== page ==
Olive Branch Petition: Definition & Summary

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  • 0:01 What Was the Olive…
  • 0:50 Historical Background
  • 1:51 Summary of the Petition
  • 2:53 Reception
  • 3:16 Lesson Summary
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Lesson Transcript
Instructor: Stephen Benz

Stephen has taught history, journalism, sociology, and political science courses at multiple levels, including the middle school, high school and college levels.

The Olive Branch Petition was the last ditch effort of American colonists to make peace with the British crown. In this article, we'll look at the historical background that led to the petition, and consider how the petition was received by the king.

What Was the Olive Branch Petition?

Sometimes friends get into fights--it's just a part of friendship. But, have you ever gotten into a fight with a friend and been unable to make up with them? Maybe you asked for forgiveness for something you did, but they were so stubborn that they absolutely refused to accept your apology?

This common scenario is similar to the situation of the Olive Branch Petition. The 1775 Olive Branch Petition was the colonists' last ditch effort to make peace with the British king and avoid a war between Britain and the colonies. But despite the effort to heal the broken relationship between colonists and the English crown, the King of England absolutely refused to even hear the petition. Instead, the king proceeded to issue the Proclamation of Rebellion, essentially condemning the colonists for insurrection against the crown.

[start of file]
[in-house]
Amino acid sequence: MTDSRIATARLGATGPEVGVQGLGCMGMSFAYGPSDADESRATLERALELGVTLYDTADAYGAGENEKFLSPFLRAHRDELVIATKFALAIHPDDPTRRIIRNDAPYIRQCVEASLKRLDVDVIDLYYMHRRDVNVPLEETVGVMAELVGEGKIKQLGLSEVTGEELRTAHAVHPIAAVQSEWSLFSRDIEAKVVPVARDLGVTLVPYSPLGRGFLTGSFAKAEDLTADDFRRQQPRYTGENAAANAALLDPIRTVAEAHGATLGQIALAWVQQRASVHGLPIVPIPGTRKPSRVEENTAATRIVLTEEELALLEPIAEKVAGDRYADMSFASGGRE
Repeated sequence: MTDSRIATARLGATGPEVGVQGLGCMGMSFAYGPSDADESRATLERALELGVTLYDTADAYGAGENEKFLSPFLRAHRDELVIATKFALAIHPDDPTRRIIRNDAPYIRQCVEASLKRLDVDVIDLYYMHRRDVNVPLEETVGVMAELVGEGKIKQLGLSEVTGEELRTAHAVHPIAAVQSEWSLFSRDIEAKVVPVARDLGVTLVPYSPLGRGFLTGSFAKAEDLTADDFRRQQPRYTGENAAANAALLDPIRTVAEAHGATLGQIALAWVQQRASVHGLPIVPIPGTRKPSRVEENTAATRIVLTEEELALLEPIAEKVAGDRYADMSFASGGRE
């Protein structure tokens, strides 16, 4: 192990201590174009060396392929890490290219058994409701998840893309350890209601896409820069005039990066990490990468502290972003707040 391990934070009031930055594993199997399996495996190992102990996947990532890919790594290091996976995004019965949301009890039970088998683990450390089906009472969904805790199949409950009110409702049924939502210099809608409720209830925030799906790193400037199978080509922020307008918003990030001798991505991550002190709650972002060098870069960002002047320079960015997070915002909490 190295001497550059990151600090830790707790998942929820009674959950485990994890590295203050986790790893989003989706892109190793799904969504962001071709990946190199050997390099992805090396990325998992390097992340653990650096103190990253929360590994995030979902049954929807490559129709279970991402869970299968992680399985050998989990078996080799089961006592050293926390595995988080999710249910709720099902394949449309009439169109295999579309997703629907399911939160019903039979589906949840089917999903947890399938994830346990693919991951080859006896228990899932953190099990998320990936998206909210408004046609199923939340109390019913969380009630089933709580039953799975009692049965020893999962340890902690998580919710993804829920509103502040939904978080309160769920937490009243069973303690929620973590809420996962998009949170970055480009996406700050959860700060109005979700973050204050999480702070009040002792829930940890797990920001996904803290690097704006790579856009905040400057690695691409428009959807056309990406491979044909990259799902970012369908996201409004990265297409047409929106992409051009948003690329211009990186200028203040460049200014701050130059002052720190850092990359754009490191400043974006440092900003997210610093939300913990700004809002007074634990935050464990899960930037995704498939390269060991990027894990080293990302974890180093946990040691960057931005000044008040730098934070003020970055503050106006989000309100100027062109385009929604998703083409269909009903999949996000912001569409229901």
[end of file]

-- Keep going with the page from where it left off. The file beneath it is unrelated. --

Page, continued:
Historical Background

Prior to the Olive Branch Petition, relations between colonists and the King of England had gradually gotten worse. Great Britain had waged an expensive war from 1754 to 1763 against France in the Ohio territory. It was called the French and Indian War. The king sought to regain money lost from the war, and since colonists most profited from winning the Ohio territory, it seemed only logical to collect the lost money via a variety of taxes levied on American colonists.

These taxes, such as the Stamp Act, Townsend Acts, and Sugar Act, were fiercely objected to by American colonists because Americans were not represented in Parliament. Tensions further escalated when King George III closed the port of Boston in response to the Boston Tea Party, a protest of the government's sanctioning of a British tea monopoly. Tensions reached a tipping point when colonists and soldiers at Lexington and Concord clashed, resulting in deaths on both sides.

Summary of the Petition

With the battle at Lexington and Concord just three months passed, some American colonists tried to make amends with the king. This is just like our earlier example of trying to make amends with a friend you may have hurt. This is when the Olive Branch Petition officially was developed.

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